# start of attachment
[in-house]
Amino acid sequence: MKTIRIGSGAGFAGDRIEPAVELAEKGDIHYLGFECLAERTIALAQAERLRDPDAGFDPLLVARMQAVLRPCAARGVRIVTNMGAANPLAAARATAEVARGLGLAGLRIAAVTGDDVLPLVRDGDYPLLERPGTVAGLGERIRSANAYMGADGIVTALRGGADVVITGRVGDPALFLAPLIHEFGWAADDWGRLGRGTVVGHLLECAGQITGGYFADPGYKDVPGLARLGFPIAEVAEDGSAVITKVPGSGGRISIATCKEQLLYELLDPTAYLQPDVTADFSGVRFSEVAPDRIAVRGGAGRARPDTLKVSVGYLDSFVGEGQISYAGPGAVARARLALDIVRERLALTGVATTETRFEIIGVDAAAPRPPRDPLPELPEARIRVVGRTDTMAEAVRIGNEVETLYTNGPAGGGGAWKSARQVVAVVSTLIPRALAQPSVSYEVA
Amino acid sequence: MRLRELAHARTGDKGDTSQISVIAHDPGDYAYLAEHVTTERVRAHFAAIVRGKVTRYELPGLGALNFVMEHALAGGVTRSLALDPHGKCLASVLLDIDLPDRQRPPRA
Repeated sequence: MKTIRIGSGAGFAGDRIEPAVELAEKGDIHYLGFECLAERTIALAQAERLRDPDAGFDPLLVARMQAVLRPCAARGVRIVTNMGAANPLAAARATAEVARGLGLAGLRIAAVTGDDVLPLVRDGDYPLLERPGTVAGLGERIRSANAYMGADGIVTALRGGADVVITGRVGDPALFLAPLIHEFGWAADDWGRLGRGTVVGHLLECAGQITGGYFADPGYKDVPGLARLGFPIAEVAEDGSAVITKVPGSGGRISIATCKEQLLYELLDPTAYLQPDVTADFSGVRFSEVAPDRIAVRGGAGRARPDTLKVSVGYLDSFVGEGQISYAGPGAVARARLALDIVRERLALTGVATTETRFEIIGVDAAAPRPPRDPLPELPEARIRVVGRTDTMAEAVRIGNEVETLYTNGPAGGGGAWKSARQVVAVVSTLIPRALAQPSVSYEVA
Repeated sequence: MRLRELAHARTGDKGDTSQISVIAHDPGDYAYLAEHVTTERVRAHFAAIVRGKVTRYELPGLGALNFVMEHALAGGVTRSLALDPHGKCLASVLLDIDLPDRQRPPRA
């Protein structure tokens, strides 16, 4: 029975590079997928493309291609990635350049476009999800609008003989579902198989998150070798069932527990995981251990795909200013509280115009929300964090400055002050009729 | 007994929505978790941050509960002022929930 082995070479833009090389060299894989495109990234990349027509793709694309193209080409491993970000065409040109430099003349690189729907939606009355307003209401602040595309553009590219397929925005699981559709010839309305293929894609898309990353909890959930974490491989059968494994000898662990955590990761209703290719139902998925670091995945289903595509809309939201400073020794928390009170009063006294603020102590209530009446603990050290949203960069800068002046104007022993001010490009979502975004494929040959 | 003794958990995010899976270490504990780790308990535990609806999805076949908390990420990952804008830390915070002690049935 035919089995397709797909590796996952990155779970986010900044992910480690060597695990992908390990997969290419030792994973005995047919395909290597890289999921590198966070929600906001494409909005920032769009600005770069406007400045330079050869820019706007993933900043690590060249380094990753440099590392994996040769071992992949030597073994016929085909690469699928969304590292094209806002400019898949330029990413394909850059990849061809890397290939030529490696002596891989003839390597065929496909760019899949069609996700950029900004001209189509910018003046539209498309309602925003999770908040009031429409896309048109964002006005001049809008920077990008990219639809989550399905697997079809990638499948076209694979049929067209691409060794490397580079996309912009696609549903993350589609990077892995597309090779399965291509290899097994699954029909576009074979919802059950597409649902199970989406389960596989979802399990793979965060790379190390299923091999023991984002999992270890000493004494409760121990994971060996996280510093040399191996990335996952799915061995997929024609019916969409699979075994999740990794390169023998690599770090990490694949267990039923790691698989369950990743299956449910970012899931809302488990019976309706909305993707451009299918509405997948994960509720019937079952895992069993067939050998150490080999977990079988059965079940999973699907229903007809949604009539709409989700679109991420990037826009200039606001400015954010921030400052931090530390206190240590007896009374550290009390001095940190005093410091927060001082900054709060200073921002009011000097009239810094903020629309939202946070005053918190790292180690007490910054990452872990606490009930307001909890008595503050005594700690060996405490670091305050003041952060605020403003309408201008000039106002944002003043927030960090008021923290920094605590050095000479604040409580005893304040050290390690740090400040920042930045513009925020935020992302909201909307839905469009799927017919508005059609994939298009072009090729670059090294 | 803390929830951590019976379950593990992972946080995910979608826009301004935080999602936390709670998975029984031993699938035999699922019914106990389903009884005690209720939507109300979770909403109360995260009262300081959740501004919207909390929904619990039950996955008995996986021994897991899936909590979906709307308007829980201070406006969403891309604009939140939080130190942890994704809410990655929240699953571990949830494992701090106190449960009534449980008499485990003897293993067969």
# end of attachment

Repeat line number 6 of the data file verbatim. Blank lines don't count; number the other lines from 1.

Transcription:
């Protein structure tokens, strides 16, 4: 029975590079997928493309291609990635350049476009999800609008003989579902198989998150070798069932527990995981251990795909200013509280115009929300964090400055002050009729 | 007994929505978790941050509960002022929930 082995070479833009090389060299894989495109990234990349027509793709694309193209080409491993970000065409040109430099003349690189729907939606009355307003209401602040595309553009590219397929925005699981559709010839309305293929894609898309990353909890959930974490491989059968494994000898662990955590990761209703290719139902998925670091995945289903595509809309939201400073020794928390009170009063006294603020102590209530009446603990050290949203960069800068002046104007022993001010490009979502975004494929040959 | 003794958990995010899976270490504990780790308990535990609806999805076949908390990420990952804008830390915070002690049935 035919089995397709797909590796996952990155779970986010900044992910480690060597695990992908390990997969290419030792994973005995047919395909290597890289999921590198966070929600906001494409909005920032769009600005770069406007400045330079050869820019706007993933900043690590060249380094990753440099590392994996040769071992992949030597073994016929085909690469699928969304590292094209806002400019898949330029990413394909850059990849061809890397290939030529490696002596891989003839390597065929496909760019899949069609996700950029900004001209189509910018003046539209498309309602925003999770908040009031429409896309048109964002006005001049809008920077990008990219639809989550399905697997079809990638499948076209694979049929067209691409060794490397580079996309912009696609549903993350589609990077892995597309090779399965291509290899097994699954029909576009074979919802059950597409649902199970989406389960596989979802399990793979965060790379190390299923091999023991984002999992270890000493004494409760121990994971060996996280510093040399191996990335996952799915061995997929024609019916969409699979075994999740990794390169023998690599770090990490694949267990039923790691698989369950990743299956449910970012899931809302488990019976309706909305993707451009299918509405997948994960509720019937079952895992069993067939050998150490080999977990079988059965079940999973699907229903007809949604009539709409989700679109991420990037826009200039606001400015954010921030400052931090530390206190240590007896009374550290009390001095940190005093410091927060001082900054709060200073921002009011000097009239810094903020629309939202946070005053918190790292180690007490910054990452872990606490009930307001909890008595503050005594700690060996405490670091305050003041952060605020403003309408201008000039106002944002003043927030960090008021923290920094605590050095000479604040409580005893304040050290390690740090400040920042930045513009925020935020992302909201909307839905469009799927017919508005059609994939298009072009090729670059090294 | 803390929830951590019976379950593990992972946080995910979608826009301004935080999602936390709670998975029984031993699938035999699922019914106990389903009884005690209720939507109300979770909403109360995260009262300081959740501004919207909390929904619990039950996955008995996986021994897991899936909590979906709307308007829980201070406006969403891309604009939140939080130190942890994704809410990655929240699953571990949830494992701090106190449960009534449980008499485990003897293993067969």